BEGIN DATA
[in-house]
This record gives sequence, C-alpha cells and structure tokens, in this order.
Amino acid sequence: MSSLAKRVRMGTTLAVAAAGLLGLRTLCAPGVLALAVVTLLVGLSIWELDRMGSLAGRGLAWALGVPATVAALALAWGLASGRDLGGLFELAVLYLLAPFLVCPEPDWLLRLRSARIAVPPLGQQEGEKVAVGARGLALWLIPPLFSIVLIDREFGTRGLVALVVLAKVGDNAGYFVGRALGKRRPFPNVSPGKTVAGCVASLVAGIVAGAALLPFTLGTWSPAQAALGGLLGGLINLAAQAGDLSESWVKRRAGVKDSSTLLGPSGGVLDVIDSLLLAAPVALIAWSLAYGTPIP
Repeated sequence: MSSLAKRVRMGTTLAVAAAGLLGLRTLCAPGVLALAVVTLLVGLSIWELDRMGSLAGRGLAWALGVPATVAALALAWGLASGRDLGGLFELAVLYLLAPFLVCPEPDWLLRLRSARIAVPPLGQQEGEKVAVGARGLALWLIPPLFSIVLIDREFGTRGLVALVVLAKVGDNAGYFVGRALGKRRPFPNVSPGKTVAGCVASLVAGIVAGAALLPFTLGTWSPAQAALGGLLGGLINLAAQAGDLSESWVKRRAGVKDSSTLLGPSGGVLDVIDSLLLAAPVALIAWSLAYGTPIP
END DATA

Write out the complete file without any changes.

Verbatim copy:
[in-house]
This record gives sequence, C-alpha cells and structure tokens, in this order.
Amino acid sequence: MSSLAKRVRMGTTLAVAAAGLLGLRTLCAPGVLALAVVTLLVGLSIWELDRMGSLAGRGLAWALGVPATVAALALAWGLASGRDLGGLFELAVLYLLAPFLVCPEPDWLLRLRSARIAVPPLGQQEGEKVAVGARGLALWLIPPLFSIVLIDREFGTRGLVALVVLAKVGDNAGYFVGRALGKRRPFPNVSPGKTVAGCVASLVAGIVAGAALLPFTLGTWSPAQAALGGLLGGLINLAAQAGDLSESWVKRRAGVKDSSTLLGPSGGVLDVIDSLLLAAPVALIAWSLAYGTPIP
Repeated sequence: MSSLAKRVRMGTTLAVAAAGLLGLRTLCAPGVLALAVVTLLVGLSIWELDRMGSLAGRGLAWALGVPATVAALALAWGLASGRDLGGLFELAVLYLLAPFLVCPEPDWLLRLRSARIAVPPLGQQEGEKVAVGARGLALWLIPPLFSIVLIDREFGTRGLVALVVLAKVGDNAGYFVGRALGKRRPFPNVSPGKTVAGCVASLVAGIVAGAALLPFTLGTWSPAQAALGGLLGGLINLAAQAGDLSESWVKRRAGVKDSSTLLGPSGGVLDVIDSLLLAAPVALIAWSLAYGTPIP